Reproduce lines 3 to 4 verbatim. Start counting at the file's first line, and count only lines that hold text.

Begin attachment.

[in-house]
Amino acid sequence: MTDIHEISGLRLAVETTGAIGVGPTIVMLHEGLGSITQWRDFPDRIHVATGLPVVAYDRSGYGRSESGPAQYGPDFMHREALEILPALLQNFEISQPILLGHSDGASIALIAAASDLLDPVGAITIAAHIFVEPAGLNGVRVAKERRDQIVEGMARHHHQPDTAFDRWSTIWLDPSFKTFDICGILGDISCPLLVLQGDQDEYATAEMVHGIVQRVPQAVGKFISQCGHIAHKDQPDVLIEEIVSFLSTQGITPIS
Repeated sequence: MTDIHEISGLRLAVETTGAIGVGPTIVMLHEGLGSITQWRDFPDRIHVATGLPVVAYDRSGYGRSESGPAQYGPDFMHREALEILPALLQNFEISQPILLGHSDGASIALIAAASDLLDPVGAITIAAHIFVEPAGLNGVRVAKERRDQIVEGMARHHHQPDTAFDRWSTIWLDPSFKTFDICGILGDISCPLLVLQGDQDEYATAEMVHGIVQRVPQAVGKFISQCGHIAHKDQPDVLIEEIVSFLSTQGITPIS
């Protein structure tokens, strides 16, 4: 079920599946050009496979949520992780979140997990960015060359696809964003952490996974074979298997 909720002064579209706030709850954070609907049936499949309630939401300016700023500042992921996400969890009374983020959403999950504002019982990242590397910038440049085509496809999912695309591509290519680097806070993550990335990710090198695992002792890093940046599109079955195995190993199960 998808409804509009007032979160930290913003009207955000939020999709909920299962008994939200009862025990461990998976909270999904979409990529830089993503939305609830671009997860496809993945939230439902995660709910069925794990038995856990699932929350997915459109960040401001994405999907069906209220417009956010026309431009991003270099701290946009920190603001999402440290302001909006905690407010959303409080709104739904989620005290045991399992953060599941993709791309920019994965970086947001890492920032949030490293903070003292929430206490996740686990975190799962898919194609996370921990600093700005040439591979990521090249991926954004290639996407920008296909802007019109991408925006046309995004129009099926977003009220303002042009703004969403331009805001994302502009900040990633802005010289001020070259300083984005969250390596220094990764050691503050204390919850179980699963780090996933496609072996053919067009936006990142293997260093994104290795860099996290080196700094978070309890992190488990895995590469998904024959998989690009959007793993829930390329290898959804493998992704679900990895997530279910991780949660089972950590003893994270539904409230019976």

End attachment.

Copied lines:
Repeated sequence: MTDIHEISGLRLAVETTGAIGVGPTIVMLHEGLGSITQWRDFPDRIHVATGLPVVAYDRSGYGRSESGPAQYGPDFMHREALEILPALLQNFEISQPILLGHSDGASIALIAAASDLLDPVGAITIAAHIFVEPAGLNGVRVAKERRDQIVEGMARHHHQPDTAFDRWSTIWLDPSFKTFDICGILGDISCPLLVLQGDQDEYATAEMVHGIVQRVPQAVGKFISQCGHIAHKDQPDVLIEEIVSFLSTQGITPIS
């Protein structure tokens, strides 16, 4: 079920599946050009496979949520992780979140997990960015060359696809964003952490996974074979298997 909720002064579209706030709850954070609907049936499949309630939401300016700023500042992921996400969890009374983020959403999950504002019982990242590397910038440049085509496809999912695309591509290519680097806070993550990335990710090198695992002792890093940046599109079955195995190993199960 998808409804509009007032979160930290913003009207955000939020999709909920299962008994939200009862025990461990998976909270999904979409990529830089993503939305609830671009997860496809993945939230439902995660709910069925794990038995856990699932929350997915459109960040401001994405999907069906209220417009956010026309431009991003270099701290946009920190603001999402440290302001909006905690407010959303409080709104739904989620005290045991399992953060599941993709791309920019994965970086947001890492920032949030490293903070003292929430206490996740686990975190799962898919194609996370921990600093700005040439591979990521090249991926954004290639996407920008296909802007019109991408925006046309995004129009099926977003009220303002042009703004969403331009805001994302502009900040990633802005010289001020070259300083984005969250390596220094990764050691503050204390919850179980699963780090996933496609072996053919067009936006990142293997260093994104290795860099996290080196700094978070309890992190488990895995590469998904024959998989690009959007793993829930390329290898959804493998992704679900990895997530279910991780949660089972950590003893994270539904409230019976």